For example, National Artist Bienvenido Lumbera reviewed Cordero’s poetry book “Mga Tulang Tulala: Piling Tula sa Pilipino, Bikol at Rinconada” as “ (a) kin to mysterious seed that sprouts shoots you don’t expect. The religious sensibility of the author originates from tiny miracles of creative imagination. (Para silang mahiwagang binhi na nagpapagitaw ng mga sibol na di mo inakalang lilitaw. Ang sensibilidad na relihiyosong awtorang pinag-uugatan ng mga mumunting himalang malikhaing imahinasyon.)

Marne Kilates, poet and translator, described Cordero as “the enfant terrible of Bikol poetry. His deep thought on things ordinary and extraordinary constantly stretches the possibilities of the language.”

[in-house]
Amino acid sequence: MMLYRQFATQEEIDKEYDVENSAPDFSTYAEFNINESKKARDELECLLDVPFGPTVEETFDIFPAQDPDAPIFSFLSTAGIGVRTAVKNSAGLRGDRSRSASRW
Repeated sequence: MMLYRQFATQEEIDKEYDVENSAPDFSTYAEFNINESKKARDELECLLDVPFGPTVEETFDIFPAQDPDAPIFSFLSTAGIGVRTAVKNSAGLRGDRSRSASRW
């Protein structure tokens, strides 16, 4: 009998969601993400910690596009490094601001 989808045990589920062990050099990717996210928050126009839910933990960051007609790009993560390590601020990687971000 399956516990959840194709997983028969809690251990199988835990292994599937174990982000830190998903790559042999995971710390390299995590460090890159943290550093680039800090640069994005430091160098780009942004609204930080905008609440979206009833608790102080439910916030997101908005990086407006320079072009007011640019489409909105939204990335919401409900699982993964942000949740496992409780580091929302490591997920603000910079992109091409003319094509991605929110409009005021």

“One of Kristian’s most exciting contributions to Bikol and Filipino literature as his poetic production not only in Filipino and the regional lingua franca of Naga-Bikol but also native Rinconada (dialect of the fifth district of Camarines Sur), churning such gems as Upus, Dapla, and Kamgum. By writing literature in Bikol of Iriga and environs, he has helped preserve this variety of Bikol for posterity,” according to Prof. Paz Verdades Santos, a book author and editor and retired professor of literature at the De La Salle University presently teaching at the Ateneo de Naga University.